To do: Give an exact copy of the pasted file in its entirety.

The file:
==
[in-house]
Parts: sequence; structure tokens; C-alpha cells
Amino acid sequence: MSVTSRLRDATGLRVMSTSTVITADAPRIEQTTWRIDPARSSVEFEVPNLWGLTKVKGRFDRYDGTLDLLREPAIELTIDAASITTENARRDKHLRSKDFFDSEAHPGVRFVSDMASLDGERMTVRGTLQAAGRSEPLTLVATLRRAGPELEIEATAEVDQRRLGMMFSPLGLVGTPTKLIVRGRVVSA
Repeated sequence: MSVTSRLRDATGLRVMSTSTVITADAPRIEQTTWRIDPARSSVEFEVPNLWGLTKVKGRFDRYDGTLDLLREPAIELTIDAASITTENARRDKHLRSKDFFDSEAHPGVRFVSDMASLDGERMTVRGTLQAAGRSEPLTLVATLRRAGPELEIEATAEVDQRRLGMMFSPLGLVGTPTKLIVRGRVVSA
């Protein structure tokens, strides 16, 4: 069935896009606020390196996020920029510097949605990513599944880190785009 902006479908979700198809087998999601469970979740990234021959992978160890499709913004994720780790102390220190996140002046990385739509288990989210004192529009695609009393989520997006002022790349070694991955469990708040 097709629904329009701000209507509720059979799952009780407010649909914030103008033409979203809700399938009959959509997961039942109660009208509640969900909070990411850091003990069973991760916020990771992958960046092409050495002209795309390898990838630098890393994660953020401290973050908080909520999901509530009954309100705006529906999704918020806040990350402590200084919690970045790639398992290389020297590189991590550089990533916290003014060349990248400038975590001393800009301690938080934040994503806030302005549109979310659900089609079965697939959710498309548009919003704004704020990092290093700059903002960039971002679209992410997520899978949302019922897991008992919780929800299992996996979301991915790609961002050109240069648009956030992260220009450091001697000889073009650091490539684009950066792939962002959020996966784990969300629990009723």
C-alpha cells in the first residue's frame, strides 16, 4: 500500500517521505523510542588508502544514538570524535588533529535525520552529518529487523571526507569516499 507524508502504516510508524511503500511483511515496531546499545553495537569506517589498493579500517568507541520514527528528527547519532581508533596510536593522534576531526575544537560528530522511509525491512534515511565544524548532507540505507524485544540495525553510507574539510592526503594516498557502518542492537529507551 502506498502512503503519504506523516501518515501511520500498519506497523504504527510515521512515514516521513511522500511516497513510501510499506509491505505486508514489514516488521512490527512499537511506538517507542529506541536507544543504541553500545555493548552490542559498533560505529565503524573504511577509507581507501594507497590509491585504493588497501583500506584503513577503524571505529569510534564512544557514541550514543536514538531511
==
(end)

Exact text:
[in-house]
Parts: sequence; structure tokens; C-alpha cells
Amino acid sequence: MSVTSRLRDATGLRVMSTSTVITADAPRIEQTTWRIDPARSSVEFEVPNLWGLTKVKGRFDRYDGTLDLLREPAIELTIDAASITTENARRDKHLRSKDFFDSEAHPGVRFVSDMASLDGERMTVRGTLQAAGRSEPLTLVATLRRAGPELEIEATAEVDQRRLGMMFSPLGLVGTPTKLIVRGRVVSA
Repeated sequence: MSVTSRLRDATGLRVMSTSTVITADAPRIEQTTWRIDPARSSVEFEVPNLWGLTKVKGRFDRYDGTLDLLREPAIELTIDAASITTENARRDKHLRSKDFFDSEAHPGVRFVSDMASLDGERMTVRGTLQAAGRSEPLTLVATLRRAGPELEIEATAEVDQRRLGMMFSPLGLVGTPTKLIVRGRVVSA
């Protein structure tokens, strides 16, 4: 069935896009606020390196996020920029510097949605990513599944880190785009 902006479908979700198809087998999601469970979740990234021959992978160890499709913004994720780790102390220190996140002046990385739509288990989210004192529009695609009393989520997006002022790349070694991955469990708040 097709629904329009701000209507509720059979799952009780407010649909914030103008033409979203809700399938009959959509997961039942109660009208509640969900909070990411850091003990069973991760916020990771992958960046092409050495002209795309390898990838630098890393994660953020401290973050908080909520999901509530009954309100705006529906999704918020806040990350402590200084919690970045790639398992290389020297590189991590550089990533916290003014060349990248400038975590001393800009301690938080934040994503806030302005549109979310659900089609079965697939959710498309548009919003704004704020990092290093700059903002960039971002679209992410997520899978949302019922897991008992919780929800299992996996979301991915790609961002050109240069648009956030992260220009450091001697000889073009650091490539684009950066792939962002959020996966784990969300629990009723």
C-alpha cells in the first residue's frame, strides 16, 4: 500500500517521505523510542588508502544514538570524535588533529535525520552529518529487523571526507569516499 507524508502504516510508524511503500511483511515496531546499545553495537569506517589498493579500517568507541520514527528528527547519532581508533596510536593522534576531526575544537560528530522511509525491512534515511565544524548532507540505507524485544540495525553510507574539510592526503594516498557502518542492537529507551 502506498502512503503519504506523516501518515501511520500498519506497523504504527510515521512515514516521513511522500511516497513510501510499506509491505505486508514489514516488521512490527512499537511506538517507542529506541536507544543504541553500545555493548552490542559498533560505529565503524573504511577509507581507501594507497590509491585504493588497501583500506584503513577503524571505529569510534564512544557514541550514543536514538531511